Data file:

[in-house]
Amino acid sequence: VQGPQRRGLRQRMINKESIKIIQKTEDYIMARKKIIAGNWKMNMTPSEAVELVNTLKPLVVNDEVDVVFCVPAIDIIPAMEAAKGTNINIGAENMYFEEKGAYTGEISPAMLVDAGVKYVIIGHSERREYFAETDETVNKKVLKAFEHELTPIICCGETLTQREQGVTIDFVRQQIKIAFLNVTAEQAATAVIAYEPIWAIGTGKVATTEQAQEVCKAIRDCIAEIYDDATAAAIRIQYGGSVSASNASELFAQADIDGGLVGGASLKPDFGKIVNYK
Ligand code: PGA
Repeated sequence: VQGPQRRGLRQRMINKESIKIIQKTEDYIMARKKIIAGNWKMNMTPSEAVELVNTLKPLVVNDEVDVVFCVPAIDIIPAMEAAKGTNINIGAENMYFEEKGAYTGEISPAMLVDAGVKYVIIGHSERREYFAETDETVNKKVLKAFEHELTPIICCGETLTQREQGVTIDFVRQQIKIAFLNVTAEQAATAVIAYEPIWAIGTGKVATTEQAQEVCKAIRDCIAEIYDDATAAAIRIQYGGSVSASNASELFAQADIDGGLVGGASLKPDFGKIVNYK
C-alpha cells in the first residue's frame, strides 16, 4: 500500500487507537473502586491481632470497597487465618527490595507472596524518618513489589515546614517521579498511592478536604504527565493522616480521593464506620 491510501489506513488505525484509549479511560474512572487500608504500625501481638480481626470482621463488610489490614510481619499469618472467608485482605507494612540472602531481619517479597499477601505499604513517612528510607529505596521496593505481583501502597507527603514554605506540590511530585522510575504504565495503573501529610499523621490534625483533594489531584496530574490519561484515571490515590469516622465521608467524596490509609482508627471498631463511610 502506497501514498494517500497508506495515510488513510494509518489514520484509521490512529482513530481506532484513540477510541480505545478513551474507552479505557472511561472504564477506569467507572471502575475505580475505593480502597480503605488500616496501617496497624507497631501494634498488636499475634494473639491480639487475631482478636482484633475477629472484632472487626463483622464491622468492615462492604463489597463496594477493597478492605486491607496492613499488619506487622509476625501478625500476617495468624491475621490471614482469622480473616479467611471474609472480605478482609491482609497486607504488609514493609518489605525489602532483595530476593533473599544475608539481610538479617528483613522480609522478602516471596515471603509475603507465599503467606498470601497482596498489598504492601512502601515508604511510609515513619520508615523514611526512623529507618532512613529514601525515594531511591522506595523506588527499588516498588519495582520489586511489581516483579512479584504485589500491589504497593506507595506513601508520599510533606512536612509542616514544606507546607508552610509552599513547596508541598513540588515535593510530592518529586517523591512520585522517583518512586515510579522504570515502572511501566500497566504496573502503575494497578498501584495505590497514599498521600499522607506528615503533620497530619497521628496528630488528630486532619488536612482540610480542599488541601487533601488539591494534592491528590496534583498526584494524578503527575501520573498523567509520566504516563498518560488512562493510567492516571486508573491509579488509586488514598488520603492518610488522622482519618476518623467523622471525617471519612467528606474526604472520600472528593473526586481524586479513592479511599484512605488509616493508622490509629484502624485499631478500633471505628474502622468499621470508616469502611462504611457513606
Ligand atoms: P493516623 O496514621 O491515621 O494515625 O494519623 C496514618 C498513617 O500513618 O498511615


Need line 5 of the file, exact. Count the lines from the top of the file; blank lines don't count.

C-alpha cells in the first residue's frame, strides 16, 4: 500500500487507537473502586491481632470497597487465618527490595507472596524518618513489589515546614517521579498511592478536604504527565493522616480521593464506620 491510501489506513488505525484509549479511560474512572487500608504500625501481638480481626470482621463488610489490614510481619499469618472467608485482605507494612540472602531481619517479597499477601505499604513517612528510607529505596521496593505481583501502597507527603514554605506540590511530585522510575504504565495503573501529610499523621490534625483533594489531584496530574490519561484515571490515590469516622465521608467524596490509609482508627471498631463511610 502506497501514498494517500497508506495515510488513510494509518489514520484509521490512529482513530481506532484513540477510541480505545478513551474507552479505557472511561472504564477506569467507572471502575475505580475505593480502597480503605488500616496501617496497624507497631501494634498488636499475634494473639491480639487475631482478636482484633475477629472484632472487626463483622464491622468492615462492604463489597463496594477493597478492605486491607496492613499488619506487622509476625501478625500476617495468624491475621490471614482469622480473616479467611471474609472480605478482609491482609497486607504488609514493609518489605525489602532483595530476593533473599544475608539481610538479617528483613522480609522478602516471596515471603509475603507465599503467606498470601497482596498489598504492601512502601515508604511510609515513619520508615523514611526512623529507618532512613529514601525515594531511591522506595523506588527499588516498588519495582520489586511489581516483579512479584504485589500491589504497593506507595506513601508520599510533606512536612509542616514544606507546607508552610509552599513547596508541598513540588515535593510530592518529586517523591512520585522517583518512586515510579522504570515502572511501566500497566504496573502503575494497578498501584495505590497514599498521600499522607506528615503533620497530619497521628496528630488528630486532619488536612482540610480542599488541601487533601488539591494534592491528590496534583498526584494524578503527575501520573498523567509520566504516563498518560488512562493510567492516571486508573491509579488509586488514598488520603492518610488522622482519618476518623467523622471525617471519612467528606474526604472520600472528593473526586481524586479513592479511599484512605488509616493508622490509629484502624485499631478500633471505628474502622468499621470508616469502611462504611457513606